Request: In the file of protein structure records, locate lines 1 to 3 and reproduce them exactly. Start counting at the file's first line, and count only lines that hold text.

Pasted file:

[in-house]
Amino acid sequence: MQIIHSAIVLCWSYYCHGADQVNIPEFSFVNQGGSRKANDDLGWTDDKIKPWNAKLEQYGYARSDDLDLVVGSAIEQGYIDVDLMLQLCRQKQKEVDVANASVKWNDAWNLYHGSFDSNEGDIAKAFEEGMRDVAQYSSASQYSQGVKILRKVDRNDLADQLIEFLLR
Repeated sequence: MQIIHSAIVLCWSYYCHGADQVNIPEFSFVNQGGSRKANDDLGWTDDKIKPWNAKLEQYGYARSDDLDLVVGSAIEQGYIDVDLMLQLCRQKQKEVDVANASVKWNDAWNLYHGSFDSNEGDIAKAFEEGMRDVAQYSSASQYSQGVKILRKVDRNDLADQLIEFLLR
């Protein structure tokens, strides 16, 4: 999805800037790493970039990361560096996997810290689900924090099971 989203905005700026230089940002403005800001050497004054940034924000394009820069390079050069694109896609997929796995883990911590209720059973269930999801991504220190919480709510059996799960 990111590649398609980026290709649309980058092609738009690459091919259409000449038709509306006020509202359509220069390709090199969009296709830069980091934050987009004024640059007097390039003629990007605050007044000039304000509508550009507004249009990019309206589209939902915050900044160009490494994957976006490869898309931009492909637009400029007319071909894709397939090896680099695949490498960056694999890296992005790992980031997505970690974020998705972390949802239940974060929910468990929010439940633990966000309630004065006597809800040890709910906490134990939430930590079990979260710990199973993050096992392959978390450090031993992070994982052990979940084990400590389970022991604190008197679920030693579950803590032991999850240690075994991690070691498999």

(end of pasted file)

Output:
[in-house]
Amino acid sequence: MQIIHSAIVLCWSYYCHGADQVNIPEFSFVNQGGSRKANDDLGWTDDKIKPWNAKLEQYGYARSDDLDLVVGSAIEQGYIDVDLMLQLCRQKQKEVDVANASVKWNDAWNLYHGSFDSNEGDIAKAFEEGMRDVAQYSSASQYSQGVKILRKVDRNDLADQLIEFLLR
Repeated sequence: MQIIHSAIVLCWSYYCHGADQVNIPEFSFVNQGGSRKANDDLGWTDDKIKPWNAKLEQYGYARSDDLDLVVGSAIEQGYIDVDLMLQLCRQKQKEVDVANASVKWNDAWNLYHGSFDSNEGDIAKAFEEGMRDVAQYSSASQYSQGVKILRKVDRNDLADQLIEFLLR